Rep. Clark takes health lessons to heart
VERGENNES — It was a chilly Feb. 15, and Rep. Greg Clark, R-Vergennes, knew he shouldn’t be perspiring. But he was.
Clark, 63, had just returned to his room in the Hilltop Inn in Berlin, where he stays during the legislative session. He had just attended a GOP caucus, ironically on the issue of health care legislation, and was starting to feel ill.
“I felt a little bit dizzy, and I crawled into the tub to rinse my head off and surprisingly enough, I couldn’t cool off,” Clark recalled on Monday. “I sat around for another 20 minutes and I finally called downstairs and said, ‘I hate to do this, but you had better call the rescue squad.’”
A couple of men from the Berlin Rescue Squad responded quickly, and Clark quickly told them he was sorry to have interrupted their evening.
But it didn’t take his attendants too long to confirm that Clark had made the right call — and just in the nick of time.
“They said … ‘It’s a good thing you called us, because if you hadn’t, we’d have been back in a day or two collecting your body,’” Clark said.
Indeed, Clark was unaware until that moment that he was suffering a major heart attack. Berlin Rescue quickly shuttled him to the nearby Central Vermont Medical Center.
“They couldn’t deal with it there, and decided to transport me to Fletcher Allen (Health Care),” said Clark, who had been on heart medication that had kept his blood pressure in check.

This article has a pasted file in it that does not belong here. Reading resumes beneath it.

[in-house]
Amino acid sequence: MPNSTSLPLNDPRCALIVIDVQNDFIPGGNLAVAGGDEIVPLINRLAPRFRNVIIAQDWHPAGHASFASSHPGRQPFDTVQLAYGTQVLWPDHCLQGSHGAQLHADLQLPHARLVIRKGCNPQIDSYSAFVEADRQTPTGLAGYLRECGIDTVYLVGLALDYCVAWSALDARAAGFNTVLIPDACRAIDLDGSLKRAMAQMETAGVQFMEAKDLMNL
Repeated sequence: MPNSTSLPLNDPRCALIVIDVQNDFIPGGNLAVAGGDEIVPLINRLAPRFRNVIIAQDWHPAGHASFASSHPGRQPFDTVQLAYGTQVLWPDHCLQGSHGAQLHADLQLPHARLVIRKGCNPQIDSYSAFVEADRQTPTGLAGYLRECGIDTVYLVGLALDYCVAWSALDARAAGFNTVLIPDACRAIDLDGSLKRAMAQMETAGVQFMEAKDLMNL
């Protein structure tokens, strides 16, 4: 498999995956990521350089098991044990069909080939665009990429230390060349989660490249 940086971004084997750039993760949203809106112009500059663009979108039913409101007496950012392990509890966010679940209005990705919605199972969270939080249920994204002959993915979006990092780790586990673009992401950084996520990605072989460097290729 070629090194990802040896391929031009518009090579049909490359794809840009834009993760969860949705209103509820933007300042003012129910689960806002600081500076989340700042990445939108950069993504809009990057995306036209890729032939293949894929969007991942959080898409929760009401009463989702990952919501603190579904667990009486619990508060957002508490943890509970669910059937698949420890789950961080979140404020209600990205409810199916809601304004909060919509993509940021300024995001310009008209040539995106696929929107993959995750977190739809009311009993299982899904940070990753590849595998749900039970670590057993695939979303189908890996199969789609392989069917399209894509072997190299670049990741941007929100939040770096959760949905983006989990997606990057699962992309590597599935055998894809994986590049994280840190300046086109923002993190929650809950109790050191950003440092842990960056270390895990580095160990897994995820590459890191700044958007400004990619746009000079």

Once there, FAHC physicians quickly inserted stents into the right side of his heart to restore blood flow that had been stemmed by a major blockage.
“I think there were two good things about this,” said Clark, his trademark sense of humor clearly intact. “One is that I discovered that the surgical team at Fletcher Allen was pretty good. The other important thing is that this proved that, in fact, I do have a heart, contrary to the opinion of some of my legislative colleagues, who think that all Republicans don’t have hearts.”
Clark felt immediately better following placement of the stents, but that was only the first phase of surgery. On March 9, they inserted some additional stents to clear passages to the left side of his heart.
That second operation really threw Clark for a loop.
“It took the wind out of my sails,” Clark said. “I was really drained.”
That meant he had to take it easy, at least initially. Suddenly, Clark found himself recovering at home and away from his two customary stomping grounds — the Statehouse in Montpelier, and Mount Abraham Union High School, where he has taught for the past 21 years.
The time off allowed him an important opportunity to better understand his body and how to better care for it.
He has begun regular physical therapy sessions, during which he works out with weights and on a treadmill, rowing machine and stationary bike — his primary nemesis because of its slender seat. He joked with his physical therapist that he would feel more comfortable if the bike seat resembled that of a 1957 Chevy.
His joke failed to tickle the funny bones of his taskmasters.
“They added two minutes to my (bike) time,” Clark said.